If what you mean by Free Speech is an open exchange of ideas that hears marginalized viewpoints, then you must moderate comments. People will not speak unusual views when they’ve seen other people personally attacked. People stop listening to others’ ideas after they’ve been attacked. And the thoughtful people that will help think about ideas are repelled by nasty forums. The thoughtful, interesting people that hold blogland together have lives. They have better options than watching predictable and hurtful blogfights. They’ll leave.

Policing your comments for ad hominem attacks and correcting misattributions will not decrease the amount of Free Speech. You will be trading the predictable content of personal nastiness for the more interesting content of a wide range of views and engaged discussion by reasonable people.


But I can’t. I’m busy. I put enough time into the posts and I do other things.

If you can not put in the time and effort to moderate your comments section, you are shirking the responsibility of a major blog. You have options. You could turn off your comments. You can hire a moderator or sucker some regular into moderating. You can put in time upfront, training your regulars to step in and conduct discourse in the manner you prefer. Or, you can look at yourself in the mirror and say “It is OK with me to host and sanction rudeness. My convenience is more important to me than the feelings of people I link to, than the hurt and anger generated when people fight in the comments, than the idea of civil discourse, than the voices of people who are disgusted or timid or marginalized or anything less than thick-skinned.” Say it out loud. At the very least, you can post a comments policy, so you don’t feel bad about banning the conspicuous assholes.


It is really hard to moderate comments. It requires me to really think about what people said and correct them when they’re assholes (even when they’re on my side!) or extract the valuable point while contradicting the personal attack and also you have to be sincere when the snark is so much fun.

Yes. It takes skill and it is personally demanding. It is hard to moderate comments.












*Please do not explain to me about anonymity and the limits of text and how the internets are different. That means that civility is more necessary, not less. Besides, explaining that dynamic doesn’t justify it or convince me that it is the only possibility.

**You can skip your emo sensitivity strawman, too. I’m starting from reasonable people, who can take jokes and have a good sense of self, but who are hurt by being personally attacked and having their fundamental selves demeaned for all to read.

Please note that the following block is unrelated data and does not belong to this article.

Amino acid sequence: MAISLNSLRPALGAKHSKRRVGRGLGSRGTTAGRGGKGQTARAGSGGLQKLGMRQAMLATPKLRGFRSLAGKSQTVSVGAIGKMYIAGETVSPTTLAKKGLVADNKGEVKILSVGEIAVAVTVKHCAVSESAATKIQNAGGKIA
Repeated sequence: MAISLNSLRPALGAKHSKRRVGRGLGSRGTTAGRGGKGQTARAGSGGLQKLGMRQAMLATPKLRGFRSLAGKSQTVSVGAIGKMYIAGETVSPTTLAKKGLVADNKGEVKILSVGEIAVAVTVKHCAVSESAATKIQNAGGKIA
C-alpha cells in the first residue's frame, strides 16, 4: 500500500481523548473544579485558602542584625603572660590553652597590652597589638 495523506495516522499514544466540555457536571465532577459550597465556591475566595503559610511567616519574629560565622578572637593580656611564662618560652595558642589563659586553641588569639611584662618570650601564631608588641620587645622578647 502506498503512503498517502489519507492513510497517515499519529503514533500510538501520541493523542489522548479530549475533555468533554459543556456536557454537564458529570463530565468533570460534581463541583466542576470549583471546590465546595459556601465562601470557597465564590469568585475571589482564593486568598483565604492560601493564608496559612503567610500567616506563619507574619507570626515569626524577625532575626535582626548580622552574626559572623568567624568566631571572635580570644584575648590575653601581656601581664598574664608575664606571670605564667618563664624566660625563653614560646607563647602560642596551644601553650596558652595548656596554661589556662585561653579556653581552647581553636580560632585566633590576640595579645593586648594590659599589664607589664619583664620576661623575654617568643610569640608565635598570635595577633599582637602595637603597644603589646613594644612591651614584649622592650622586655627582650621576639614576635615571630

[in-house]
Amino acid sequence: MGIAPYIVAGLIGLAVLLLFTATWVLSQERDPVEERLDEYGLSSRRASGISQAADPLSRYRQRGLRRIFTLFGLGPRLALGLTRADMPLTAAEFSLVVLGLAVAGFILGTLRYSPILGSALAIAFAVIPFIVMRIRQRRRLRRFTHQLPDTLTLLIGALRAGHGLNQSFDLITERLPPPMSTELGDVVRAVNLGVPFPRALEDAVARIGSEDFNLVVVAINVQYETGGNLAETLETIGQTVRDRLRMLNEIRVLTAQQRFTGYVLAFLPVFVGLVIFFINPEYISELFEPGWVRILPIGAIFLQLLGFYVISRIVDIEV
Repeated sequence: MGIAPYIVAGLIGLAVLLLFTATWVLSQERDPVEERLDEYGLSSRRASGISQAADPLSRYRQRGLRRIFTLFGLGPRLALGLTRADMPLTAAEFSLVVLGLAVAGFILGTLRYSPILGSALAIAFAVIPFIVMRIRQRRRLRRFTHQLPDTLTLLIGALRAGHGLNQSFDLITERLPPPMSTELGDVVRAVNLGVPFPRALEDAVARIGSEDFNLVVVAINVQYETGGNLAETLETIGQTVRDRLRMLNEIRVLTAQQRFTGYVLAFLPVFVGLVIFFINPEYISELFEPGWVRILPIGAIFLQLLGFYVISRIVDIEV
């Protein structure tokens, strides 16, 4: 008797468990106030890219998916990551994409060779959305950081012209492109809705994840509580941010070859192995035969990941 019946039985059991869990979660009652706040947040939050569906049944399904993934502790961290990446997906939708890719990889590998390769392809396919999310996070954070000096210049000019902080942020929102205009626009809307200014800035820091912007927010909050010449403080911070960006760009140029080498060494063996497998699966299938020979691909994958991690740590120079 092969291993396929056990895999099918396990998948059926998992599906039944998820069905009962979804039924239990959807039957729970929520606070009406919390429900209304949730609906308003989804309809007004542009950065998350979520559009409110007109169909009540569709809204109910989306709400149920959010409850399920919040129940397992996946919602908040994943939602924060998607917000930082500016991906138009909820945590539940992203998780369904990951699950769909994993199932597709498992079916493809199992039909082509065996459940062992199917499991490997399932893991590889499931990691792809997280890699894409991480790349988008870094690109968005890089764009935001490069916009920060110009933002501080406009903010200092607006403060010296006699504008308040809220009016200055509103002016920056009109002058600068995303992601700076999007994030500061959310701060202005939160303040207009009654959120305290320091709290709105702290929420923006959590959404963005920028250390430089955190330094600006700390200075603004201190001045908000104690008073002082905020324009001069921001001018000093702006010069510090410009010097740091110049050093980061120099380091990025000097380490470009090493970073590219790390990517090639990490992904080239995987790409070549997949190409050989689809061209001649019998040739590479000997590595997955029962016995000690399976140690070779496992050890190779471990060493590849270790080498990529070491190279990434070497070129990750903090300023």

***Which, I’ll remind you, many people DID NOT ask for. Many people just thought they were talking about something. Being told in retrospect that “this is how the internet has always been – it was like this when I was on the bulletin boards – if you come in here, you have to expect this” does NOT mean that people gave implicit consent to being attacked when they started reading, writing and commenting on blogs.

33 Comments:

Anonymous Mitch said...

Having spent time in higher-volume comment communities like Slashdot, I'm always surprised when people talk about moderating comments all by themselves. Having a community moderation system not only eliminates the burden on the blogger, it also resolves a number of these objections.

First, in a community moderation system a large number of people are doing the moderating, rather than just one person. This makes it much harder for people to claim that the moderation is biased. It may still have some bias, but then the bias belongs to a whole group of people, which makes it much more legitimate.

With one (or a few) moderators, some people are also going to claim that moderation is personal--that they got excluded from the conversation not because their contribution was bad, but because someone just doesn't like them. One way to mitigate this is to have a moderation policy, but it's impossible to develop a policy that's universal. People will find fault with whatever you come up with, and that metadiscussion can be a distraction from the main discussion. Community moderation systems can side-step this problem entirely. This means that the occasional rude comment still gets to be a part of the conversation if it's funny/worthwhile enough, without making the whole thing into a free for all. In other words, a community moderation system can get away with being inconsistent, because it has the legitimacy of a larger number of people behind it.

Second, these moderation systems usually work by scoring each comment, rather than by removing the bad ones. Changing from a black-and-white present/absent system to one with shades of grey prevents people from making the "free speech" argument. On slashdot, all the comments are still there, it's just that it's easy to filter out the low-scoring ones. So if your comment gets a low score it reduces your readership, but it doesn't make you feel like you've been stifled.


Community moderations systems have so far mainly been used only in very high volume situations, mainly because you have to do it there. So slashdot's exact system might not work well in a blog where each post gets tens of comments. But I think it's entirely possible to tweak those systems to work in a lower-volume context.